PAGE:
"Next Gen CRM" is a new report that examines the current landscape of customer relationship management (CRM) activity to identify where investment in customer information is taking place and what lessons can be learnt by those responsible for managing customer relationships. Based on 50 interviews with current practitioners, it seems that the decade long drive for CRM and data shows no signs of abating. Worryingly,…

We've been researching the market for personal data stores as a key component of the changing market. But we realised in January that we were partly looking for the wrong thing. Staring us right in the face was the emergence of a "new" consumer service - personal information management services, PIMS. Examples of PIMS being launched just this month are Lloyds' Money Manager and a similar idea being announced by Confused.com.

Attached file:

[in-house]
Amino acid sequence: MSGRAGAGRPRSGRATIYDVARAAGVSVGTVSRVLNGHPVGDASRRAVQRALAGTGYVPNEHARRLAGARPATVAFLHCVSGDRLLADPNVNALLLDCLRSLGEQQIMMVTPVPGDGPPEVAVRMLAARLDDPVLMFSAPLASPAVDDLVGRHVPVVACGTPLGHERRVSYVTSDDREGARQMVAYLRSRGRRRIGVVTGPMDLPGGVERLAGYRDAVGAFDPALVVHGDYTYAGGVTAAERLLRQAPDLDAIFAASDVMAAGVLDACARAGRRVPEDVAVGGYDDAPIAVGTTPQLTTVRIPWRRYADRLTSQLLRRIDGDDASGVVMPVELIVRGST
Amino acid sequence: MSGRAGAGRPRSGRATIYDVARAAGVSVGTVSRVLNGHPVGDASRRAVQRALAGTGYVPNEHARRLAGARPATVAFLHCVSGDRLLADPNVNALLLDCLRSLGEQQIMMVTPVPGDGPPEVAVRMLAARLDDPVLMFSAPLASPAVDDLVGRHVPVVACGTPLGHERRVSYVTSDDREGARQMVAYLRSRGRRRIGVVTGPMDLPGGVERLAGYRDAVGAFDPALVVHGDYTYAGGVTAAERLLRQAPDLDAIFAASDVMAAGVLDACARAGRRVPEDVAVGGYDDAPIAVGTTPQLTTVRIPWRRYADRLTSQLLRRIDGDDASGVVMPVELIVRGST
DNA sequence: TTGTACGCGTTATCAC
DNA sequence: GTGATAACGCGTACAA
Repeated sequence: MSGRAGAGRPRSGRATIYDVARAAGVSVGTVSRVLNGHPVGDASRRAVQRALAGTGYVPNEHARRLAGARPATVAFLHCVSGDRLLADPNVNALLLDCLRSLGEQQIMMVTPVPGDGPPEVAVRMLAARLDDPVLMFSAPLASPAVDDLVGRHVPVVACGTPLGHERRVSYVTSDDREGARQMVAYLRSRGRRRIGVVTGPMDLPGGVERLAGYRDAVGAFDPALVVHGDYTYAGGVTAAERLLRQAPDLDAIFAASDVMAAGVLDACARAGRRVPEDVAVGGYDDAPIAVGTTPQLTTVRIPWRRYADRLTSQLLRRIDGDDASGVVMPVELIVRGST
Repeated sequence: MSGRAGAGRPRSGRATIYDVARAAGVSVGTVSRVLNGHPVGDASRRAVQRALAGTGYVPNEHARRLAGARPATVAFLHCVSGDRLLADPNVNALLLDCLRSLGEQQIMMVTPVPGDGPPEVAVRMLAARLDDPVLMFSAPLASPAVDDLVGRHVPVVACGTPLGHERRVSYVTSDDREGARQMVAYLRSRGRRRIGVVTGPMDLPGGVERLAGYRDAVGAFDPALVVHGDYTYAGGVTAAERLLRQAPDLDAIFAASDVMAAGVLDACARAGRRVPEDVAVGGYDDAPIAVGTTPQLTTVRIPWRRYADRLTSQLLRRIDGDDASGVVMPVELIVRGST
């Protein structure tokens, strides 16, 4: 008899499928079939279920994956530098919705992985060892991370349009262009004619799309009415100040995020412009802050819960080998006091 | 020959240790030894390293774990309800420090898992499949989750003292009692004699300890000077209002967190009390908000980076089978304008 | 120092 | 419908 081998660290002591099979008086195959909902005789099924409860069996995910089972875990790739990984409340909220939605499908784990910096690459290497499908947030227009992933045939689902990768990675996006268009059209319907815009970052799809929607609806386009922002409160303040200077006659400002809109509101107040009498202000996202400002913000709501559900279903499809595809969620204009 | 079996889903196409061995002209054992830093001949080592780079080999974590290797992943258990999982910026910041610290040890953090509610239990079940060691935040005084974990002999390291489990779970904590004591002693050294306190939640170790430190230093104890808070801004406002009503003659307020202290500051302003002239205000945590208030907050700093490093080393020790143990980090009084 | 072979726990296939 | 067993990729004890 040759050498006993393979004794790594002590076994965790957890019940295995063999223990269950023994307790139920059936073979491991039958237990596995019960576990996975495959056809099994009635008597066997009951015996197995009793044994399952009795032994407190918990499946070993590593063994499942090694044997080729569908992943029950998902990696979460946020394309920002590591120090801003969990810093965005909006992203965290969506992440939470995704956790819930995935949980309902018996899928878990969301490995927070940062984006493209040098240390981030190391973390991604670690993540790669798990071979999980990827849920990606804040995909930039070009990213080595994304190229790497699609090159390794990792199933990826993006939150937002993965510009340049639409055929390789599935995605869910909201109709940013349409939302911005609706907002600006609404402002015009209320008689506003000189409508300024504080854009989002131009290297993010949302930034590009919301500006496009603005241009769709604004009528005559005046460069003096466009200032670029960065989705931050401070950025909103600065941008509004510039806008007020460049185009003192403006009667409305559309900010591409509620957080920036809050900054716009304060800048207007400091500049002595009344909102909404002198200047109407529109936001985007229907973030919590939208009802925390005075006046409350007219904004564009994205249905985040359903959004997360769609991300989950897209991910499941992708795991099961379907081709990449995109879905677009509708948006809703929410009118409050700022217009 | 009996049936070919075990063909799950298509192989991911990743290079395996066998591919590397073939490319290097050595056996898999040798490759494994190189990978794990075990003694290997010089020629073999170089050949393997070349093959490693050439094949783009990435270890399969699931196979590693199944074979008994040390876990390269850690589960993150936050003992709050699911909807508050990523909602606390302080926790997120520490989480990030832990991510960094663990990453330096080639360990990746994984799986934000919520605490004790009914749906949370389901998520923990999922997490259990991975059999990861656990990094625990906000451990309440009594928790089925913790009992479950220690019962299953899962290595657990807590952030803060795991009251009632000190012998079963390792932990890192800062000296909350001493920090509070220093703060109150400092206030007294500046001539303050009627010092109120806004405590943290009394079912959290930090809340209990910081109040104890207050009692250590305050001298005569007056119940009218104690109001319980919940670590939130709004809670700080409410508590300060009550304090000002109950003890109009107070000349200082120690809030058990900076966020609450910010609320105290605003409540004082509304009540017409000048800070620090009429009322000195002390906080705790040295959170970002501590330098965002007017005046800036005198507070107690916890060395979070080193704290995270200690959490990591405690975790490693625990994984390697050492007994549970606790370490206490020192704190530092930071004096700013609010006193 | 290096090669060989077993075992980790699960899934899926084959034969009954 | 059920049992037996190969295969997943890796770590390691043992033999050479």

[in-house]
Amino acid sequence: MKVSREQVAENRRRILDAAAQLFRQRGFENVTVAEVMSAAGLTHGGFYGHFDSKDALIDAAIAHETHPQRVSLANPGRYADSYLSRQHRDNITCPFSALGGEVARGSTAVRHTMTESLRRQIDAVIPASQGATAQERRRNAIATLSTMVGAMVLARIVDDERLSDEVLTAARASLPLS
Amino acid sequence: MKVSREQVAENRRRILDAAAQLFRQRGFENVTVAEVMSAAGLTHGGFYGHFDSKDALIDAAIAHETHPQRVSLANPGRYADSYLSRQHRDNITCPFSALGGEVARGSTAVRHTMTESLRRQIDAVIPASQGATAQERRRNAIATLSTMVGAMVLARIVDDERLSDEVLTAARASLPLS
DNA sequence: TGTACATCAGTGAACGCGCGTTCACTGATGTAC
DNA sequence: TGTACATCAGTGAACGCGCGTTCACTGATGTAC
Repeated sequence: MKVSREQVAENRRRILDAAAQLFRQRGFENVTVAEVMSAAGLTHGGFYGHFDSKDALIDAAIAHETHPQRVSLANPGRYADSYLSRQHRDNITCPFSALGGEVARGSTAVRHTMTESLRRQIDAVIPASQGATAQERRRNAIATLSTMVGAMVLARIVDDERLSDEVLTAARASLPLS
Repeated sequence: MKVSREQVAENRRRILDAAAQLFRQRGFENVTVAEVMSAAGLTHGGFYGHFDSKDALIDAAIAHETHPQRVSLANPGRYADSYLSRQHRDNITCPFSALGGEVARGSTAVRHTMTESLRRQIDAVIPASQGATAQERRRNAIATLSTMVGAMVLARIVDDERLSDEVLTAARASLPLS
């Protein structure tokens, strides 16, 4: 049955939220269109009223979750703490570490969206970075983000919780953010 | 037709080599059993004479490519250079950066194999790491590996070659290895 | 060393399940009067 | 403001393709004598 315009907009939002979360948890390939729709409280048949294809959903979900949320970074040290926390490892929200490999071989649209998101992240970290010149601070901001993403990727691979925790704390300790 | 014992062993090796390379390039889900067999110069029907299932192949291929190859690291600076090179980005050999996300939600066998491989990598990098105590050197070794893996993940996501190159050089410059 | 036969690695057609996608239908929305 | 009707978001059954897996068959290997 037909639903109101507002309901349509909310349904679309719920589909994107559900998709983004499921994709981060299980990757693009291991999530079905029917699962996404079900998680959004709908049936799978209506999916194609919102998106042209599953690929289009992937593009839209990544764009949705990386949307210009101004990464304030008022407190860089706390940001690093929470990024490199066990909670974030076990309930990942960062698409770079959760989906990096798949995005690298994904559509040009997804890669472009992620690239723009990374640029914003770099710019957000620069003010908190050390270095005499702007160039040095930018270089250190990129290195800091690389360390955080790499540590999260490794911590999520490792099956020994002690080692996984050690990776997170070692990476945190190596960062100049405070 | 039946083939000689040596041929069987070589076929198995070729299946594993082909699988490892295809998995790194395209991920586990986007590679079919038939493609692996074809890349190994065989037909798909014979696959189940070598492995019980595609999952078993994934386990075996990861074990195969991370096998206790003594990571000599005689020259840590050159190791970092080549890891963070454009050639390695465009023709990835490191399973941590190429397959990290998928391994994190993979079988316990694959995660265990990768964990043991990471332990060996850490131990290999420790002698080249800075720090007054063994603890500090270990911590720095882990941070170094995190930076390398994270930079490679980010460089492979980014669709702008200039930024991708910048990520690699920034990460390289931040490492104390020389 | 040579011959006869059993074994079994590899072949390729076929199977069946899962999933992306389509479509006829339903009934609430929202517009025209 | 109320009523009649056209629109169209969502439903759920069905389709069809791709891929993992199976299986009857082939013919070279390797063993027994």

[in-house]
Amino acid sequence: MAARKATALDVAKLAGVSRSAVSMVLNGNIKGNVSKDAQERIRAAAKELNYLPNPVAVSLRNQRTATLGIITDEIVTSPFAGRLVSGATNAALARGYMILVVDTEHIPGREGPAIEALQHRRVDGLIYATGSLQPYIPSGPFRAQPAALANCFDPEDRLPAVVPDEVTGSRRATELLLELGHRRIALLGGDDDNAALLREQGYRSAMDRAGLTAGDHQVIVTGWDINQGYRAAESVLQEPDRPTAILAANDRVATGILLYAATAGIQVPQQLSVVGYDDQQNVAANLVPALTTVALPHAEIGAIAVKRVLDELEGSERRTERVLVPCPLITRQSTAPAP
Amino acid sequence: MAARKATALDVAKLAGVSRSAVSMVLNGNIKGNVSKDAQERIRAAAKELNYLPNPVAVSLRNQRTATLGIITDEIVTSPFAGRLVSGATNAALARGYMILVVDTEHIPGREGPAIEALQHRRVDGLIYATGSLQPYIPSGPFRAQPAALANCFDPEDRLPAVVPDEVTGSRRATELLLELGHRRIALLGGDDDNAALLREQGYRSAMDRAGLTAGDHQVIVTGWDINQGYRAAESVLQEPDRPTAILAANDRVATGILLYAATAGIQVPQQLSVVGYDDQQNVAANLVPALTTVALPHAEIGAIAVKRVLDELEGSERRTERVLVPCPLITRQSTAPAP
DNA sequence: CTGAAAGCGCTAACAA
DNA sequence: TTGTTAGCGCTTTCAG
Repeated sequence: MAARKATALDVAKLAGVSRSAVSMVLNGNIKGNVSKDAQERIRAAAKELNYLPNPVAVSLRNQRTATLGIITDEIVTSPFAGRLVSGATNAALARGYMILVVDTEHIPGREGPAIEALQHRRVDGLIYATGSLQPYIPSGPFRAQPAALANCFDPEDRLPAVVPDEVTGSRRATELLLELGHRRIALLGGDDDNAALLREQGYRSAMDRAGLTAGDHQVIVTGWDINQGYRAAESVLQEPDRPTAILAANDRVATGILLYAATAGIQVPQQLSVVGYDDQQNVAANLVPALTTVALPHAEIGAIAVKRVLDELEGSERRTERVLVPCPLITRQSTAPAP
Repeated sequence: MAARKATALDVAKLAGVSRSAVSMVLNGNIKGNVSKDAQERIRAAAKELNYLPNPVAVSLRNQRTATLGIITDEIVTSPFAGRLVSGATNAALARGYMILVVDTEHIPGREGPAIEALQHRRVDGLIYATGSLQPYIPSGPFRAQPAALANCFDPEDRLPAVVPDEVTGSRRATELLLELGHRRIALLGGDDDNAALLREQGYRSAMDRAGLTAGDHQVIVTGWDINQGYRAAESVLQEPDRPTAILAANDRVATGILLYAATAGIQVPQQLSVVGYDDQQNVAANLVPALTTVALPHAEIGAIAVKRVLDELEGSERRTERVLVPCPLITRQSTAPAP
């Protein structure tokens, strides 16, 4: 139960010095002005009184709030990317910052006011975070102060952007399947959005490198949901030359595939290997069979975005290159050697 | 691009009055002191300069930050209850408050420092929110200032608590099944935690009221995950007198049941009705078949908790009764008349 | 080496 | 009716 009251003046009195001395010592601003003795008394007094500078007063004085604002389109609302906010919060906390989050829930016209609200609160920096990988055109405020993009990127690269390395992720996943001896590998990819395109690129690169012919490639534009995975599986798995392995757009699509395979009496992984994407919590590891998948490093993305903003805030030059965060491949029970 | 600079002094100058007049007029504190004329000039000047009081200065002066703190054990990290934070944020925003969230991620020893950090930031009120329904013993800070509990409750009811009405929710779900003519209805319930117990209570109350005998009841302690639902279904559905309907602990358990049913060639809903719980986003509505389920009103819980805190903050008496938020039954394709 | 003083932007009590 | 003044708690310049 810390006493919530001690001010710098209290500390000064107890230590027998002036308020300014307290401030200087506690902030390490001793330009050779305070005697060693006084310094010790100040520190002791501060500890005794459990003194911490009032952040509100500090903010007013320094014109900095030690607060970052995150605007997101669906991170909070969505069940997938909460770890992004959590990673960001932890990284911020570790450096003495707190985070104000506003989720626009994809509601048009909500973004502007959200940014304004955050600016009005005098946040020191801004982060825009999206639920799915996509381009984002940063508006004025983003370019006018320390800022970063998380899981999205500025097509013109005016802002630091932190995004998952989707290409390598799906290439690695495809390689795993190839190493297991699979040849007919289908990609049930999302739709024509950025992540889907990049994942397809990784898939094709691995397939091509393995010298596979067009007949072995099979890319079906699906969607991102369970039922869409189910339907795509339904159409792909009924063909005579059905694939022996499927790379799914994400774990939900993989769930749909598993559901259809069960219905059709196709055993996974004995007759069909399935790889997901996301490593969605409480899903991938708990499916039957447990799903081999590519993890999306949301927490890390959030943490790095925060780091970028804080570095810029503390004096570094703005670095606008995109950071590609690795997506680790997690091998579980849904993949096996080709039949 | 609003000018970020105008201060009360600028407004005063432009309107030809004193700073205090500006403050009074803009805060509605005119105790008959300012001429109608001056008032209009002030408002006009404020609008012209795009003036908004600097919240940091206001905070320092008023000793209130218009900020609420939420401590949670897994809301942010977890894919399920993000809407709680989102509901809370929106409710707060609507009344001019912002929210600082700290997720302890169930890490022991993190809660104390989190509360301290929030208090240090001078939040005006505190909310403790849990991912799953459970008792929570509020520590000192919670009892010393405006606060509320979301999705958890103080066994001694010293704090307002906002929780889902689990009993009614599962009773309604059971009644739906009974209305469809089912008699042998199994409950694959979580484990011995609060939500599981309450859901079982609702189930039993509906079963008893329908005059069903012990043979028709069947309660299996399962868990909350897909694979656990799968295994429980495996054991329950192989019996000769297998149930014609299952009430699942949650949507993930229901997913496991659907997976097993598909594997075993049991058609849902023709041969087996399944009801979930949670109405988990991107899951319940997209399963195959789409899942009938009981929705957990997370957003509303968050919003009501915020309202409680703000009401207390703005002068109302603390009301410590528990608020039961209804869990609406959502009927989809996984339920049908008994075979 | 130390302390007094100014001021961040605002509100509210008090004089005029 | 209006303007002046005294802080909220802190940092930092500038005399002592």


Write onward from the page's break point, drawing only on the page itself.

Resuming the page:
Our report shows the power of PIMS to shift the balance of control, trust and value towards consumers and away from producers, vendors and service providers is inexorable –…

Customer centricity

Posted: 7th January, 2011 | 0 comments

I’ve had some interesting discussions recently about customer centricity. Some thoughts spring to mind.

First, ‘customer centricity’ has become an Alice in Wonderland word which different people use to mean whatever they want it to mean. Depending on who you talk to for example, customer centricity can revolve around:
- Structural change: organising reporting lines, product lines, business units or sales structures around customer segments
- Culture change: becoming less inward looking and more ‘customer focused’, ‘putting the customer first’, ‘going the extra mile’
- Another word for CRM: building marketing, service etc around customer data held…

A conversation about Twitter with Dell